As a community we have known plenty of hard times and suffered incredible levels of oppression. But being resilient creatures, we’ve always found ways around the complexities of life and forged ahead towards a brighter future.
And one method in particular by which the gay community negotiated the homophobia of past times has always fascinated me - the language of Polari.
With there no longer being so desperate a need to keep one’s sexuality secret, particularly in the western world, Polari is at real risk of being lost to future generations. A form of theatrical rhyming slang, the language was used by numerous groups in the 1900s, including the LGBTQ+ community and particularly gay men. Homosexuality at that time was illegal, and communicating in a way which allowed individuals to avoid being outed was essential.
The need for the language began to decline with the partial decriminalisation of homosexuality in 1967.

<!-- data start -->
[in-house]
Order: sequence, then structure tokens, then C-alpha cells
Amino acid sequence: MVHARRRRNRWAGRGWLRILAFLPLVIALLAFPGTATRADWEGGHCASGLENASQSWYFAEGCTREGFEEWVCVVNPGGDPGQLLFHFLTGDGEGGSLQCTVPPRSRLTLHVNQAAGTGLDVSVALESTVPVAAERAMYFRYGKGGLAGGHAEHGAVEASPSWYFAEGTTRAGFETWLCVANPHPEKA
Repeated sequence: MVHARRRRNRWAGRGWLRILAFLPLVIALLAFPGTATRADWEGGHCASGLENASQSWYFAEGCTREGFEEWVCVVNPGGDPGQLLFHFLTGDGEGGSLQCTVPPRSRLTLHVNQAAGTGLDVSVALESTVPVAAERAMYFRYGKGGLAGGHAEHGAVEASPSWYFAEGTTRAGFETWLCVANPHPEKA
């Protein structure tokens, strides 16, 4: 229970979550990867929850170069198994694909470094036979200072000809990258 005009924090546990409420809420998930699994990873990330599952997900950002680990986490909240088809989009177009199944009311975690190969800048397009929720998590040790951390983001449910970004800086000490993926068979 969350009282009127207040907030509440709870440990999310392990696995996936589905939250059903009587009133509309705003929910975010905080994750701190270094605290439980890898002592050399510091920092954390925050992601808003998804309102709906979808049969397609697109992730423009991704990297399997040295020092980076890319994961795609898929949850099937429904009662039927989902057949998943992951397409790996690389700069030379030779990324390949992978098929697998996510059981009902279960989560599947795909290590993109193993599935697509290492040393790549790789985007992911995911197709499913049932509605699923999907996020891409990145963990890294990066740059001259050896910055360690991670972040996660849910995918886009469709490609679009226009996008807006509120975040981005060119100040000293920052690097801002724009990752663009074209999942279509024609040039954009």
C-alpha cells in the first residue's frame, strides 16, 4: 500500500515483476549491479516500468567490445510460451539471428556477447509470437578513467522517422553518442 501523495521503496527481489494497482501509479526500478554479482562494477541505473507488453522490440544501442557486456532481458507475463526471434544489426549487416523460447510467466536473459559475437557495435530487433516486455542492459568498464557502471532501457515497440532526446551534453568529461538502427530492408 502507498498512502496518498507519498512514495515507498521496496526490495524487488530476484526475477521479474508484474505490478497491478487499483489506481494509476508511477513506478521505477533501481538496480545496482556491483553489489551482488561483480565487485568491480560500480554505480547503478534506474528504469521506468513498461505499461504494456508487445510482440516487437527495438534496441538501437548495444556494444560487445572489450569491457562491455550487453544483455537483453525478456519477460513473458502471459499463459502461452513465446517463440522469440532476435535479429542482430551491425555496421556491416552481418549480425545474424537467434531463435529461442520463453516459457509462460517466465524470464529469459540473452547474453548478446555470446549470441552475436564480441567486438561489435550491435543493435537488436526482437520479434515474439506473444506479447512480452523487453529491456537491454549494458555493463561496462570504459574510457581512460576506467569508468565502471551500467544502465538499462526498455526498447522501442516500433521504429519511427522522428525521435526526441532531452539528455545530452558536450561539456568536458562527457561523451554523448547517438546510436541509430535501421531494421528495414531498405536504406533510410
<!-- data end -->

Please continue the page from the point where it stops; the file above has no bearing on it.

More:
Many of the words used in Polari became part of our mainstream language, with some still being used to this day.
Do you recognise any of the Polari words below? Maybe we can bring the language back!
Lots of love, Lacey X
Polari - Bona or Naff? How many Polari words below do you recognise?
Chicken: young boy
Cottage: public loo (particularly with reference to cottaging)
Cottaging: having or looking for sex in a toilet
Dish: an attractive male
Dolly: pretty, nice, pleasant
Drag: clothes (particularly women's clothes)
Ecaf: face (backslang)
Lilly: police (Lilly Law)
Mince: walk (affectedly)
Naff: bad, drab (from Not Available For Fucking)
National handbag: dole
Nishta: nothing, no
Scarper: to run off
Troll: to walk about (especially looking for trade)
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